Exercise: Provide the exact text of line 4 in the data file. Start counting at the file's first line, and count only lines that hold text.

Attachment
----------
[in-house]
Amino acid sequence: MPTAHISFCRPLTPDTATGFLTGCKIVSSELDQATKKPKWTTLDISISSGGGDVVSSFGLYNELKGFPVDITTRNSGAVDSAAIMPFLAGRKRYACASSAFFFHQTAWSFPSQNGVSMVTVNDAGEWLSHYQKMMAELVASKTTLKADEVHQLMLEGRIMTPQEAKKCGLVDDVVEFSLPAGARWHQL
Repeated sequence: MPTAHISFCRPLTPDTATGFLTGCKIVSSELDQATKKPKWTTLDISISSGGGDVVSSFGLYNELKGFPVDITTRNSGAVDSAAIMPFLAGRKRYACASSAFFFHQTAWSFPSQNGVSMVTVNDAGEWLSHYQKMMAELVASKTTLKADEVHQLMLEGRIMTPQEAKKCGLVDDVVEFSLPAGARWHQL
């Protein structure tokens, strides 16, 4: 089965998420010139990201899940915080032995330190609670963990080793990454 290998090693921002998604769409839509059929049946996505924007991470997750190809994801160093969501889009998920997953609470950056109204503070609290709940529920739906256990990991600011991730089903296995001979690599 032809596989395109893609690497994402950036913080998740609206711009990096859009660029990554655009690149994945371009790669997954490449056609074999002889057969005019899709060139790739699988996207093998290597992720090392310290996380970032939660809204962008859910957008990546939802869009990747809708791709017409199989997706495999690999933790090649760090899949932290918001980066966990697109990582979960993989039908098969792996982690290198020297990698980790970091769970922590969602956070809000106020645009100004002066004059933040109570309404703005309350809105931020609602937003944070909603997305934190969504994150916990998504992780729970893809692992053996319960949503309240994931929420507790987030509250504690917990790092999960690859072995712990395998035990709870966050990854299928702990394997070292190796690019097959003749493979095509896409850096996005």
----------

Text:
């Protein structure tokens, strides 16, 4: 089965998420010139990201899940915080032995330190609670963990080793990454 290998090693921002998604769409839509059929049946996505924007991470997750190809994801160093969501889009998920997953609470950056109204503070609290709940529920739906256990990991600011991730089903296995001979690599 032809596989395109893609690497994402950036913080998740609206711009990096859009660029990554655009690149994945371009790669997954490449056609074999002889057969005019899709060139790739699988996207093998290597992720090392310290996380970032939660809204962008859910957008990546939802869009990747809708791709017409199989997706495999690999933790090649760090899949932290918001980066966990697109990582979960993989039908098969792996982690290198020297990698980790970091769970922590969602956070809000106020645009100004002066004059933040109570309404703005309350809105931020609602937003944070909603997305934190969504994150916990998504992780729970893809692992053996319960949503309240994931929420507790987030509250504690917990790092999960690859072995712990395998035990709870966050990854299928702990394997070292190796690019097959003749493979095509896409850096996005």